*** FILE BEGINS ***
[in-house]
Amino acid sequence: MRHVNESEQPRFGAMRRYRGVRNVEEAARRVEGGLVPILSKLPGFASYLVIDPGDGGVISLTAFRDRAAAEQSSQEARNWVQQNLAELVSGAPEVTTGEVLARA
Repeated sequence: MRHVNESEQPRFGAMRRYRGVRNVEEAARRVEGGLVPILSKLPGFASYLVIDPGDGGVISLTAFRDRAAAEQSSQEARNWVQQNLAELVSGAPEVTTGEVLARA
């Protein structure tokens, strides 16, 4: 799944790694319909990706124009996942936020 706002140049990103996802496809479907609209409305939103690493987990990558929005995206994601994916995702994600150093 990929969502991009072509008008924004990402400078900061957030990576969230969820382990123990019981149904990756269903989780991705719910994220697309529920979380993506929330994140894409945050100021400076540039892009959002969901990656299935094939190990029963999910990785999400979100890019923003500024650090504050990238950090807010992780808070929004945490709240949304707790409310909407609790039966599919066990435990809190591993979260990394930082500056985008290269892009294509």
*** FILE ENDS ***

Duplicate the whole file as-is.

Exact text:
[in-house]
Amino acid sequence: MRHVNESEQPRFGAMRRYRGVRNVEEAARRVEGGLVPILSKLPGFASYLVIDPGDGGVISLTAFRDRAAAEQSSQEARNWVQQNLAELVSGAPEVTTGEVLARA
Repeated sequence: MRHVNESEQPRFGAMRRYRGVRNVEEAARRVEGGLVPILSKLPGFASYLVIDPGDGGVISLTAFRDRAAAEQSSQEARNWVQQNLAELVSGAPEVTTGEVLARA
């Protein structure tokens, strides 16, 4: 799944790694319909990706124009996942936020 706002140049990103996802496809479907609209409305939103690493987990990558929005995206994601994916995702994600150093 990929969502991009072509008008924004990402400078900061957030990576969230969820382990123990019981149904990756269903989780991705719910994220697309529920979380993506929330994140894409945050100021400076540039892009959002969901990656299935094939190990029963999910990785999400979100890019923003500024650090504050990238950090807010992780808070929004945490709240949304707790409310909407609790039966599919066990435990809190591993979260990394930082500056985008290269892009294509």